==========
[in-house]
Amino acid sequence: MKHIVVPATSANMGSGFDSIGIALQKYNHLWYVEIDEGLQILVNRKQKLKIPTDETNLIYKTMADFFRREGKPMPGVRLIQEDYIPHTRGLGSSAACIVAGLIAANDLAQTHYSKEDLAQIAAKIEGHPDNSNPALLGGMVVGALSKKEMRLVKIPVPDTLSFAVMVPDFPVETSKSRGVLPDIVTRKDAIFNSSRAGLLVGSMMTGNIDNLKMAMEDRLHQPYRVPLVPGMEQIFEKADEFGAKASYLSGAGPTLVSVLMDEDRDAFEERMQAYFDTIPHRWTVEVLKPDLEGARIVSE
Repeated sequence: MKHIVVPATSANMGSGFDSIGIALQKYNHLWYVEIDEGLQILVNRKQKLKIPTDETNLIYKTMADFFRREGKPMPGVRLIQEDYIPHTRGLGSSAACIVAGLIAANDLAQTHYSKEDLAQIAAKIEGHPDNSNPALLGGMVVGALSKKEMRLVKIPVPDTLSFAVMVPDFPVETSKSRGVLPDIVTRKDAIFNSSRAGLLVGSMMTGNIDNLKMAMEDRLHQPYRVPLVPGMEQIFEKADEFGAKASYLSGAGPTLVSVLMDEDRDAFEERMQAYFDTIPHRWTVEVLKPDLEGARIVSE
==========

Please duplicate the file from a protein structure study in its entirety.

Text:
[in-house]
Amino acid sequence: MKHIVVPATSANMGSGFDSIGIALQKYNHLWYVEIDEGLQILVNRKQKLKIPTDETNLIYKTMADFFRREGKPMPGVRLIQEDYIPHTRGLGSSAACIVAGLIAANDLAQTHYSKEDLAQIAAKIEGHPDNSNPALLGGMVVGALSKKEMRLVKIPVPDTLSFAVMVPDFPVETSKSRGVLPDIVTRKDAIFNSSRAGLLVGSMMTGNIDNLKMAMEDRLHQPYRVPLVPGMEQIFEKADEFGAKASYLSGAGPTLVSVLMDEDRDAFEERMQAYFDTIPHRWTVEVLKPDLEGARIVSE
Repeated sequence: MKHIVVPATSANMGSGFDSIGIALQKYNHLWYVEIDEGLQILVNRKQKLKIPTDETNLIYKTMADFFRREGKPMPGVRLIQEDYIPHTRGLGSSAACIVAGLIAANDLAQTHYSKEDLAQIAAKIEGHPDNSNPALLGGMVVGALSKKEMRLVKIPVPDTLSFAVMVPDFPVETSKSRGVLPDIVTRKDAIFNSSRAGLLVGSMMTGNIDNLKMAMEDRLHQPYRVPLVPGMEQIFEKADEFGAKASYLSGAGPTLVSVLMDEDRDAFEERMQAYFDTIPHRWTVEVLKPDLEGARIVSE